“Flamenco is a traditional art, but it’s also an art of the vanguard,” says Manuel Liñán, the groundbreaking bailaor who has introduced flamenco to a new generation through his dance company. In shows like Baile de Autor, Reversible, and Viva!—part of the 20th Anniversary Flamenco Festival that opens at New York City Center April 22—Liñán and his dancers have dazzled audience members with their technical mastery, breathtaking traditional gowns, and a seductive sense of humor. In anticipation of the return of Flamenco Festival to City Center this month, we spoke to Liñán about the gender-bending joys of Viva!
Can you describe Viva! in your own words?
Viva! means to recover my childhood, to rekindle with the child that wanted to dance and wear dresses from a place of love and honesty. Viva! shows the dramatic weight this love for dance represented as a child. I used to hide in a room to dance, but this private act should’ve been a public one. Leaving that room, I used to feel so sad when I removed my mother’s clothes, the makeup I wore, the flower I put in my hair. I had to get rid of all the elements I loved in order to appear in society the way people demanded I should be.
I love how Viva! can both mean the act of being alive, as well as a cheer. What does it mean for you?
I associate the meaning with that of a celebratory cheer that lingers in the air. For me it’s also a cry of bravery, of telling the world, “I’m here and I celebrate it.”
You have talked about all these wonderful bailaoras that inspired you as a child. Were they the ones that made you shout “viva!” as a child?
It’s a bit more complicated. Before having female referents, I started behaving according to what I saw around me. I saw flowing skirts, beautiful long hair that moved as girls danced. I remember how powerful it was to see the circumference of the skirts and imagining how much one could play with that. I approached this in a completely honest way, and once I expressed myself this way in public, I became the object of ridicule. People laughed at me, they made me feel discriminated against for doing what I loved. I couldn’t understand why they’d do this when I was being so sincere.
I realized societally and artistically there were standards of how men and women had to behave. Once I started dancing I discovered female and male referents. In public I could embody male movement of course, but when I saw my female referents—women like Milagros Menjíbar or Manuela Carrasco—I said to myself, “What misfortune to have been born a man and I can’t behave and dress like them.” I felt it was so boring to be a man (laughs).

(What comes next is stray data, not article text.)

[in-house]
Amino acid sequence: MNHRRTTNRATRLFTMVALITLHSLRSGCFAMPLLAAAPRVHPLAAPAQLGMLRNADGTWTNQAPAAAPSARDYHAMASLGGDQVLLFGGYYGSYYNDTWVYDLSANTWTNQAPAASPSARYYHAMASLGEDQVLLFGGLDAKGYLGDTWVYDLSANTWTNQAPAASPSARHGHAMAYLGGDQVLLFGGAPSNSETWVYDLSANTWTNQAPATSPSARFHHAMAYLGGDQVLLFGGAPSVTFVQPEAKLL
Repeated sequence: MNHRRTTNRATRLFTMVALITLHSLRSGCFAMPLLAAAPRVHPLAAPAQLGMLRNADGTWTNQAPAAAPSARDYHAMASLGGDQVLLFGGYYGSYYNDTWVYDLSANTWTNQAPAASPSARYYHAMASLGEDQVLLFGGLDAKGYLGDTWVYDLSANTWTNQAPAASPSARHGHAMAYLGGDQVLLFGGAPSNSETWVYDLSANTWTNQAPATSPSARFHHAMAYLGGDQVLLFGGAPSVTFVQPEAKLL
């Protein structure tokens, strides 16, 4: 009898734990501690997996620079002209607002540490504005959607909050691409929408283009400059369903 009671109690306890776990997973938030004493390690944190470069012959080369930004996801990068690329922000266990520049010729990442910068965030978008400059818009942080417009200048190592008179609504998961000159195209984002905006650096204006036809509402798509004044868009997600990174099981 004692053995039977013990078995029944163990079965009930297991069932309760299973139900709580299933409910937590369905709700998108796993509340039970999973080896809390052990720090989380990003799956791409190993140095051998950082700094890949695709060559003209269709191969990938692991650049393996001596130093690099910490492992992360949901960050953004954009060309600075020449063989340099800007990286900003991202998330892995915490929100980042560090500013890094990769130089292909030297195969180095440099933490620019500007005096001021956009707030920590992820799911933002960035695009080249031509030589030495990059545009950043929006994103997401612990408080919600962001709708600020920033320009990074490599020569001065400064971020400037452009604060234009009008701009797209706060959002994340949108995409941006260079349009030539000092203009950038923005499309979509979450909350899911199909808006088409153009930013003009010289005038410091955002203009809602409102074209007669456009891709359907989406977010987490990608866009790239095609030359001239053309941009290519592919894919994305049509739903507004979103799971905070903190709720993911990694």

What is so seductive about that way in which women move?
By now, I no longer know what’s “masculine” and what’s “feminine.” For me both live side by side in a warm embrace. If I think about the past, I can’t explain it to be honest. It simply seduced me. As a child I loved my sisters’ clothes, I found men’s clothes so dull. If I went shopping all I could get were pants, a shirt, and a jersey. Meanwhile my sisters had many shirts of different styles, dresses covered in sequins … their options were endless. I can’t really translate this into dance other than by saying: this is how my body wanted to move.
What do you feel when you’re dancing?
It’s as if you spoke without moving your mouth. As if with your gaze you were able to say everything.
When you founded Compañía Manuel Liñán you became a parent figure of sorts to many dancers who saw what you did and wanted to be part of your community. What has that been like?
Many of us have similar life experiences; we know what it’s like not to be understood for wearing a dress. It’s also very important to state that with our show we don’t intend to represent women or femininity. Viva! is an aesthetic option; we aren’t trying to play women, we remain ourselves throughout.
What would you say to the little Manuel who wanted to express himself in public but didn’t know he could?
I would tell him not to be afraid, to be who he wants to be.
As a dancer, how did you find a way to express yourself during lockdown?
I felt so much pain and boredom at the beginning. I couldn’t understand what was happening. Eventually the pandemic led me to become more reflective, to ask myself why I move. By thinking, my body moved in my mind as well, and that was so important.
How was it to return to the stage?
Una bomba! It felt like the very first time we were dancing. Talking to the dancers some evenings we wonder: How is it that we enjoy what we do so much?
Are you excited to finally show Viva! in New York City?
We were supposed to bring the show to New York around the time the pandemic began and when the lockdown happened we felt horrible. To finally show Viva! at City Center nos llena de ilusión.
If you could invite the Statue of Liberty to dance flamenco, what musical piece would you suggest she do?
I’d place her right at the center of Viva! just like she is and make her bailar por alegrías.
Jose Solís is a Honduran cultural critic. He is the founder/director of the BIPOC Critics Lab and the creator/host of Token Theatre Friends.
Flamenco Festival: 20th Anniversary Season runs at New York City Center April 22–24.